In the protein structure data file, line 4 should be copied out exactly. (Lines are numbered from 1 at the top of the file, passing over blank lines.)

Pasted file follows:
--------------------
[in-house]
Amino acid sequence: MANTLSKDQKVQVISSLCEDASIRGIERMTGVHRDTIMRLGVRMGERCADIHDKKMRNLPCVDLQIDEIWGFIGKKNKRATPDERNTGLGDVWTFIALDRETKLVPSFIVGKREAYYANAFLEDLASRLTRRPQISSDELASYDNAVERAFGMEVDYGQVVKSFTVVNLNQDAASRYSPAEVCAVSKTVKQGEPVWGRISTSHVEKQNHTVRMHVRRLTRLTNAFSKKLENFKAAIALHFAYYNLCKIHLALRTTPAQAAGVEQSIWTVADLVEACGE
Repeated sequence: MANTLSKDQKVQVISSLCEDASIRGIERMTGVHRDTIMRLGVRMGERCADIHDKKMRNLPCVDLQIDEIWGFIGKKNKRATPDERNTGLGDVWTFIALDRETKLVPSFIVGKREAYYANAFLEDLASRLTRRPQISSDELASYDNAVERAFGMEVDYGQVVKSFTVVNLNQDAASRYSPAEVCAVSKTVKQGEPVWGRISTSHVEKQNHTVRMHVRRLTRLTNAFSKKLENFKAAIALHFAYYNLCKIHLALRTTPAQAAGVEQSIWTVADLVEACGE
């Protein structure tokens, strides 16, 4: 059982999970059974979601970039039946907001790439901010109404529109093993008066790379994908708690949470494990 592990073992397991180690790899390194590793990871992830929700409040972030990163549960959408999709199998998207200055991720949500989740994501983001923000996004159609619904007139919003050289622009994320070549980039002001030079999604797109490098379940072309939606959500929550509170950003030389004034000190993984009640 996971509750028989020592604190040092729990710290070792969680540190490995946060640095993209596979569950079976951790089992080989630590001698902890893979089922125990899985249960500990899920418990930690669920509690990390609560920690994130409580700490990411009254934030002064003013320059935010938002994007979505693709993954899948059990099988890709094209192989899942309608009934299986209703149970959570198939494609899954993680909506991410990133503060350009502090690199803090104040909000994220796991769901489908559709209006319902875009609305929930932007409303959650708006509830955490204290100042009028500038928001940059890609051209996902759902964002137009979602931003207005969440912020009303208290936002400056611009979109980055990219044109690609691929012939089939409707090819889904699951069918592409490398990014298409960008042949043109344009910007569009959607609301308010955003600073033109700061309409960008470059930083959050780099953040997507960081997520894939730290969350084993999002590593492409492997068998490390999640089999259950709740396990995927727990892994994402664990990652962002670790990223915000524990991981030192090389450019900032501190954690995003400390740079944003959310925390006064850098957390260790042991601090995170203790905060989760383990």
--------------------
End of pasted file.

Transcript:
């Protein structure tokens, strides 16, 4: 059982999970059974979601970039039946907001790439901010109404529109093993008066790379994908708690949470494990 592990073992397991180690790899390194590793990871992830929700409040972030990163549960959408999709199998998207200055991720949500989740994501983001923000996004159609619904007139919003050289622009994320070549980039002001030079999604797109490098379940072309939606959500929550509170950003030389004034000190993984009640 996971509750028989020592604190040092729990710290070792969680540190490995946060640095993209596979569950079976951790089992080989630590001698902890893979089922125990899985249960500990899920418990930690669920509690990390609560920690994130409580700490990411009254934030002064003013320059935010938002994007979505693709993954899948059990099988890709094209192989899942309608009934299986209703149970959570198939494609899954993680909506991410990133503060350009502090690199803090104040909000994220796991769901489908559709209006319902875009609305929930932007409303959650708006509830955490204290100042009028500038928001940059890609051209996902759902964002137009979602931003207005969440912020009303208290936002400056611009979109980055990219044109690609691929012939089939409707090819889904699951069918592409490398990014298409960008042949043109344009910007569009959607609301308010955003600073033109700061309409960008470059930083959050780099953040997507960081997520894939730290969350084993999002590593492409492997068998490390999640089999259950709740396990995927727990892994994402664990990652962002670790990223915000524990991981030192090389450019900032501190954690995003400390740079944003959310925390006064850098957390260790042991601090995170203790905060989760383990």